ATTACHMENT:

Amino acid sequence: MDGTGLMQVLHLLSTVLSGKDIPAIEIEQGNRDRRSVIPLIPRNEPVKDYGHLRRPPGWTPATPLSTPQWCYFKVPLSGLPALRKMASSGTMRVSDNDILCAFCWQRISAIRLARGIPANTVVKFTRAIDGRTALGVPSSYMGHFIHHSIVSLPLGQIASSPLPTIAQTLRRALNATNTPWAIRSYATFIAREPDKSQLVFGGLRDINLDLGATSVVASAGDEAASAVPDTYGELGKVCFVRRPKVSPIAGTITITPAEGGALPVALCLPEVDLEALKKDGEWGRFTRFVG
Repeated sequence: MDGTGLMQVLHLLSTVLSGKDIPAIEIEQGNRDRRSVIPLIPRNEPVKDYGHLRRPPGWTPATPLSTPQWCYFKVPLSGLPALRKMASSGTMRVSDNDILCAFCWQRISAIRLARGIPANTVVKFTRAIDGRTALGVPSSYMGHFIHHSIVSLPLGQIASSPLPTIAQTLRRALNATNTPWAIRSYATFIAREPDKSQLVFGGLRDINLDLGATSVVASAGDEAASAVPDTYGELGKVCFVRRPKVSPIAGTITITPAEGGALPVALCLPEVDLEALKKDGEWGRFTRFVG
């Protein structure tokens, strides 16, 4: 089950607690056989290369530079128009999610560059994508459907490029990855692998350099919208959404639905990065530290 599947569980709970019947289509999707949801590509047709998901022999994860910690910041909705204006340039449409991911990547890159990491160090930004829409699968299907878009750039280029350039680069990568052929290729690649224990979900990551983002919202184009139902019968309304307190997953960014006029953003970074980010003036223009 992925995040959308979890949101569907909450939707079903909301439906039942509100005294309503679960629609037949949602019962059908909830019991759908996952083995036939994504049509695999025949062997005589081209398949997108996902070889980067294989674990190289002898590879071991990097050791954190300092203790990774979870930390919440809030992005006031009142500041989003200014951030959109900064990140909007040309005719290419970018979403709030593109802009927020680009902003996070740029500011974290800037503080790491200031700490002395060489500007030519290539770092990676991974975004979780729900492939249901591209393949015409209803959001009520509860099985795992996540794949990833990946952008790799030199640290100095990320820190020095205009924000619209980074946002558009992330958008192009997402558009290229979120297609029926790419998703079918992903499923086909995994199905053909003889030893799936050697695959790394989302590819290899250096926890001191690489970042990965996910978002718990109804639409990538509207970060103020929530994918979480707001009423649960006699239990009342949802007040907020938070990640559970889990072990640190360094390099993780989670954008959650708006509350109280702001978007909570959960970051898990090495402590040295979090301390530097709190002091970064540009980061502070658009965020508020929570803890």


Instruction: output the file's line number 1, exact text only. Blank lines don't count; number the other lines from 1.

Amino acid sequence: MDGTGLMQVLHLLSTVLSGKDIPAIEIEQGNRDRRSVIPLIPRNEPVKDYGHLRRPPGWTPATPLSTPQWCYFKVPLSGLPALRKMASSGTMRVSDNDILCAFCWQRISAIRLARGIPANTVVKFTRAIDGRTALGVPSSYMGHFIHHSIVSLPLGQIASSPLPTIAQTLRRALNATNTPWAIRSYATFIAREPDKSQLVFGGLRDINLDLGATSVVASAGDEAASAVPDTYGELGKVCFVRRPKVSPIAGTITITPAEGGALPVALCLPEVDLEALKKDGEWGRFTRFVG